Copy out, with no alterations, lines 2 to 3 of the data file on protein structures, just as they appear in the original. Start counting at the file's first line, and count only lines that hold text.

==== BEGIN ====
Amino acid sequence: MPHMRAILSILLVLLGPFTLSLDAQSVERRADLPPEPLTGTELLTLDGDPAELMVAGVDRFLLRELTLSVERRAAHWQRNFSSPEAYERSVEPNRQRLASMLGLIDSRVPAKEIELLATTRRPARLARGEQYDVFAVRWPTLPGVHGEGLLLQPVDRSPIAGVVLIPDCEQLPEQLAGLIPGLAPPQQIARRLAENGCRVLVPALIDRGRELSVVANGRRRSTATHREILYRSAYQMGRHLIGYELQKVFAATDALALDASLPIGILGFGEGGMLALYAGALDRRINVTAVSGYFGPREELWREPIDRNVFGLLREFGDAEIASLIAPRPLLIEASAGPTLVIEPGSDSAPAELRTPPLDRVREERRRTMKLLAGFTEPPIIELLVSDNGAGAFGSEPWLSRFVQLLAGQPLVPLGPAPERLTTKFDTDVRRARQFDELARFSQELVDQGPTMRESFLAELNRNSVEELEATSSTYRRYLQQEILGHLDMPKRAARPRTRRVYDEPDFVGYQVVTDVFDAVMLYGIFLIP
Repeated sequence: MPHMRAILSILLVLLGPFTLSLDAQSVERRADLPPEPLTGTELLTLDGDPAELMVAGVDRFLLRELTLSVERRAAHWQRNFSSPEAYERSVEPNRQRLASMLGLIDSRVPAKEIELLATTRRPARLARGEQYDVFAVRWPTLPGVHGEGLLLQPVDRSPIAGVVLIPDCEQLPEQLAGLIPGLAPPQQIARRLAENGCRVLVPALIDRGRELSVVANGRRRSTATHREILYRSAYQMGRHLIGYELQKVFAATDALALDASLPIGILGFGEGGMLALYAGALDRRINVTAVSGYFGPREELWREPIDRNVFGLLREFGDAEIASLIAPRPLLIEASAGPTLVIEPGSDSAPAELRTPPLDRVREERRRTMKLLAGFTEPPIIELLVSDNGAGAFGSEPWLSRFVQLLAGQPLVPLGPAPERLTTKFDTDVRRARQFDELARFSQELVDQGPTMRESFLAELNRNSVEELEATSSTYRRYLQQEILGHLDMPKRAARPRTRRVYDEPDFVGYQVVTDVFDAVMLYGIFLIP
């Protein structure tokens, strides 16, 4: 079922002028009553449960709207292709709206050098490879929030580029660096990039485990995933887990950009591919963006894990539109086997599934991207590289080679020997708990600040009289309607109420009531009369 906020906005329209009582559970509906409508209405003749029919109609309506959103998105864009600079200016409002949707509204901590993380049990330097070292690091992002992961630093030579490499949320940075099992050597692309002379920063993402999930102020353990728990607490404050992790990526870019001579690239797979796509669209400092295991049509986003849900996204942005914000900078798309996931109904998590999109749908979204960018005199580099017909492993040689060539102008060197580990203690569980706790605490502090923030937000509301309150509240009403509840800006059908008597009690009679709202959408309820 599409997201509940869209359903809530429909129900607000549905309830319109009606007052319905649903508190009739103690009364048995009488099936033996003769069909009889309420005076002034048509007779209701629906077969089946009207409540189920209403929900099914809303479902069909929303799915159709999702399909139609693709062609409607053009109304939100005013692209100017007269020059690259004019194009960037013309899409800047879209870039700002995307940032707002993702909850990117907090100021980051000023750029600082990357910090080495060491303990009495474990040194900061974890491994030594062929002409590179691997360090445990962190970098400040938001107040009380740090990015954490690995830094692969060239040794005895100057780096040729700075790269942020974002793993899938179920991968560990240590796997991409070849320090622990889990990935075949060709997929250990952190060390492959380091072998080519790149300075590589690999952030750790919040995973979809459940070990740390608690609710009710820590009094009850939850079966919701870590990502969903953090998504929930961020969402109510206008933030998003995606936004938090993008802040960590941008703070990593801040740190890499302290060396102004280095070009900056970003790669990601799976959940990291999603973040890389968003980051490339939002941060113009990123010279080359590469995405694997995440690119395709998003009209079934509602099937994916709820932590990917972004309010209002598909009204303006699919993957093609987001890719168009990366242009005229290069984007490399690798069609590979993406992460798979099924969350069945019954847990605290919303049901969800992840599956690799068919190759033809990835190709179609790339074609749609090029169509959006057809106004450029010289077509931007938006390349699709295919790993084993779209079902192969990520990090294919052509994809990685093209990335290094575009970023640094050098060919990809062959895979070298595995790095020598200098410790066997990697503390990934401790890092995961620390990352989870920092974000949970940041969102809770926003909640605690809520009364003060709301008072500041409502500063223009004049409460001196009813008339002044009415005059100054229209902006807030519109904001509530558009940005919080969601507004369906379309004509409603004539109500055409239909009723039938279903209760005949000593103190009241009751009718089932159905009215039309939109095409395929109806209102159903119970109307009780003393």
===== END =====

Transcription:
Repeated sequence: MPHMRAILSILLVLLGPFTLSLDAQSVERRADLPPEPLTGTELLTLDGDPAELMVAGVDRFLLRELTLSVERRAAHWQRNFSSPEAYERSVEPNRQRLASMLGLIDSRVPAKEIELLATTRRPARLARGEQYDVFAVRWPTLPGVHGEGLLLQPVDRSPIAGVVLIPDCEQLPEQLAGLIPGLAPPQQIARRLAENGCRVLVPALIDRGRELSVVANGRRRSTATHREILYRSAYQMGRHLIGYELQKVFAATDALALDASLPIGILGFGEGGMLALYAGALDRRINVTAVSGYFGPREELWREPIDRNVFGLLREFGDAEIASLIAPRPLLIEASAGPTLVIEPGSDSAPAELRTPPLDRVREERRRTMKLLAGFTEPPIIELLVSDNGAGAFGSEPWLSRFVQLLAGQPLVPLGPAPERLTTKFDTDVRRARQFDELARFSQELVDQGPTMRESFLAELNRNSVEELEATSSTYRRYLQQEILGHLDMPKRAARPRTRRVYDEPDFVGYQVVTDVFDAVMLYGIFLIP
């Protein structure tokens, strides 16, 4: 079922002028009553449960709207292709709206050098490879929030580029660096990039485990995933887990950009591919963006894990539109086997599934991207590289080679020997708990600040009289309607109420009531009369 906020906005329209009582559970509906409508209405003749029919109609309506959103998105864009600079200016409002949707509204901590993380049990330097070292690091992002992961630093030579490499949320940075099992050597692309002379920063993402999930102020353990728990607490404050992790990526870019001579690239797979796509669209400092295991049509986003849900996204942005914000900078798309996931109904998590999109749908979204960018005199580099017909492993040689060539102008060197580990203690569980706790605490502090923030937000509301309150509240009403509840800006059908008597009690009679709202959408309820 599409997201509940869209359903809530429909129900607000549905309830319109009606007052319905649903508190009739103690009364048995009488099936033996003769069909009889309420005076002034048509007779209701629906077969089946009207409540189920209403929900099914809303479902069909929303799915159709999702399909139609693709062609409607053009109304939100005013692209100017007269020059690259004019194009960037013309899409800047879209870039700002995307940032707002993702909850990117907090100021980051000023750029600082990357910090080495060491303990009495474990040194900061974890491994030594062929002409590179691997360090445990962190970098400040938001107040009380740090990015954490690995830094692969060239040794005895100057780096040729700075790269942020974002793993899938179920991968560990240590796997991409070849320090622990889990990935075949060709997929250990952190060390492959380091072998080519790149300075590589690999952030750790919040995973979809459940070990740390608690609710009710820590009094009850939850079966919701870590990502969903953090998504929930961020969402109510206008933030998003995606936004938090993008802040960590941008703070990593801040740190890499302290060396102004280095070009900056970003790669990601799976959940990291999603973040890389968003980051490339939002941060113009990123010279080359590469995405694997995440690119395709998003009209079934509602099937994916709820932590990917972004309010209002598909009204303006699919993957093609987001890719168009990366242009005229290069984007490399690798069609590979993406992460798979099924969350069945019954847990605290919303049901969800992840599956690799068919190759033809990835190709179609790339074609749609090029169509959006057809106004450029010289077509931007938006390349699709295919790993084993779209079902192969990520990090294919052509994809990685093209990335290094575009970023640094050098060919990809062959895979070298595995790095020598200098410790066997990697503390990934401790890092995961620390990352989870920092974000949970940041969102809770926003909640605690809520009364003060709301008072500041409502500063223009004049409460001196009813008339002044009415005059100054229209902006807030519109904001509530558009940005919080969601507004369906379309004509409603004539109500055409239909009723039938279903209760005949000593103190009241009751009718089932159905009215039309939109095409395929109806209102159903119970109307009780003393």